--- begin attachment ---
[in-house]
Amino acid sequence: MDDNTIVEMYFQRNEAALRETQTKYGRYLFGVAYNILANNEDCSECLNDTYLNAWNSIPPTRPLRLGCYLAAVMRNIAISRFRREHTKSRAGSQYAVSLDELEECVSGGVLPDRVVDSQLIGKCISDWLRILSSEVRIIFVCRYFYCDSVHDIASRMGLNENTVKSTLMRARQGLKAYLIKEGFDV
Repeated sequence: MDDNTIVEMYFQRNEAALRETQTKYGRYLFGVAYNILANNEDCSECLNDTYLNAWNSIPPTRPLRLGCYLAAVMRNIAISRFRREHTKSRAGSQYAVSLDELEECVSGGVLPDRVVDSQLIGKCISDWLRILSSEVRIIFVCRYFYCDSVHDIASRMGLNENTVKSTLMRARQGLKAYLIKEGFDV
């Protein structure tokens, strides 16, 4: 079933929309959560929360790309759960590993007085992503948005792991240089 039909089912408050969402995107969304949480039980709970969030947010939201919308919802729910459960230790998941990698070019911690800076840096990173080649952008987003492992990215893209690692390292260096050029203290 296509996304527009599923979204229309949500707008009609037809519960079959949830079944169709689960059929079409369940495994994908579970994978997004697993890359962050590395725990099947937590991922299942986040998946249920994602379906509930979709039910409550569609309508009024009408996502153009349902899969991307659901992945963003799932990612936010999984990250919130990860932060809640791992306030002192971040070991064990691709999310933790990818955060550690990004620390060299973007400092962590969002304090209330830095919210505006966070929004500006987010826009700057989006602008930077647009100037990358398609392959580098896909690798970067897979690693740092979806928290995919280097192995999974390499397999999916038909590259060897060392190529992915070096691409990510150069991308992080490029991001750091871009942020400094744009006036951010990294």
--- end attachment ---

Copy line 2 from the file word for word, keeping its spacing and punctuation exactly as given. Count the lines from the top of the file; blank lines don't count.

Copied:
Amino acid sequence: MDDNTIVEMYFQRNEAALRETQTKYGRYLFGVAYNILANNEDCSECLNDTYLNAWNSIPPTRPLRLGCYLAAVMRNIAISRFRREHTKSRAGSQYAVSLDELEECVSGGVLPDRVVDSQLIGKCISDWLRILSSEVRIIFVCRYFYCDSVHDIASRMGLNENTVKSTLMRARQGLKAYLIKEGFDV